When I lived in this city many years ago I always wanted to go inside the Clifton Rocks Railway but never managed to gain entry. In recent years a group of volunteers have started making limited trips down the tunnel and I was lucky enough to be on one recently. Small crawl spaces meant no tripod so high ISO is was.
The funicular railway opened in 1893 and carried the well to do from the Bristol Harbour below up to Clifton. It ascends some 60m up the Avon Gorge very close to the Clifton Suspension Bridge. After a short period of profitability the demise of the paddle steamers and trams servicing the bottom station meant the railway fell into receivership and disrepair. However its biggest mark on history was yet to be made.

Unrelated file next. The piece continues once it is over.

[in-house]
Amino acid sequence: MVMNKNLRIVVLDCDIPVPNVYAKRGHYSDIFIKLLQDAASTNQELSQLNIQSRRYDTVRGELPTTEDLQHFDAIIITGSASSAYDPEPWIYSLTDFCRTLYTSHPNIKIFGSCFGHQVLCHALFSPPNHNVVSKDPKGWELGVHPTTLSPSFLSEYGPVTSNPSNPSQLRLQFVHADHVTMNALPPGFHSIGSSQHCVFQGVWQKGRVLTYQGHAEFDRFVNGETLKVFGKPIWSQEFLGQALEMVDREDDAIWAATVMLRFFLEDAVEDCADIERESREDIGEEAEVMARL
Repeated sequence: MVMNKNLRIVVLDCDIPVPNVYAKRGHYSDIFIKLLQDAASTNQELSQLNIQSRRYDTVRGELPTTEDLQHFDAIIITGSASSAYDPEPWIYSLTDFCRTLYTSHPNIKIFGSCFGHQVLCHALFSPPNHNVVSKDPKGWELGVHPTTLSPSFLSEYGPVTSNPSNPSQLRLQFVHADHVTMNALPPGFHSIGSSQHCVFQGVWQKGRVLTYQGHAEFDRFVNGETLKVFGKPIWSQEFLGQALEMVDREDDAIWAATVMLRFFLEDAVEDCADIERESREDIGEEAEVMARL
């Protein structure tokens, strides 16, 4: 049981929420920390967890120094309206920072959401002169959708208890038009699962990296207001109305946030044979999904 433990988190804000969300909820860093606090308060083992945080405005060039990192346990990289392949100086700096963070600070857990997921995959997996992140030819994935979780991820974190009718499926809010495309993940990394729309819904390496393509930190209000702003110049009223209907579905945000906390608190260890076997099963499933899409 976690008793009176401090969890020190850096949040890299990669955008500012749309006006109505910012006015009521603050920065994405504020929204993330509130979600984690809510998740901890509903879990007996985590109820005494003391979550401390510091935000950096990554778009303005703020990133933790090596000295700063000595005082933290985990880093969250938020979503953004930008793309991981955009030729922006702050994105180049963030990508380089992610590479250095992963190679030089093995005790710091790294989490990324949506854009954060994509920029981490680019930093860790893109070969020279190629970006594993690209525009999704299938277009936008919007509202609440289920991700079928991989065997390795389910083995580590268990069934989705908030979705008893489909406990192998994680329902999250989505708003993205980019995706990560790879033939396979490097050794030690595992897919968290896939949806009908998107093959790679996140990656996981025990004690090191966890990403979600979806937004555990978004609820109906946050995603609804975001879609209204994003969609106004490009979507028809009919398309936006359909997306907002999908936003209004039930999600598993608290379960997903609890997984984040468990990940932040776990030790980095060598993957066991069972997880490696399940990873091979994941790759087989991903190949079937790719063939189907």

The masonry is very impressive – I believe it remains the widest brick lined tunnel ever built. Being from the Victorian era it is over-engineered in many respects, not the least of which is the fact that the main tunnel is 6 layers of brick thick. This, and the fact it was under meters of limestone, made it an obvious choice for modification as a bomb shelter during WWII. Blast walls were added along with rudimentary accommodations in the form of stepped seating/bedding.
The bottom section, which is in a very poor state, was actually a secret BBC broadcast facility for South West England. Far more information is made available below by the dedicated volunteers that slowly restore and keep the railway in a traversable state.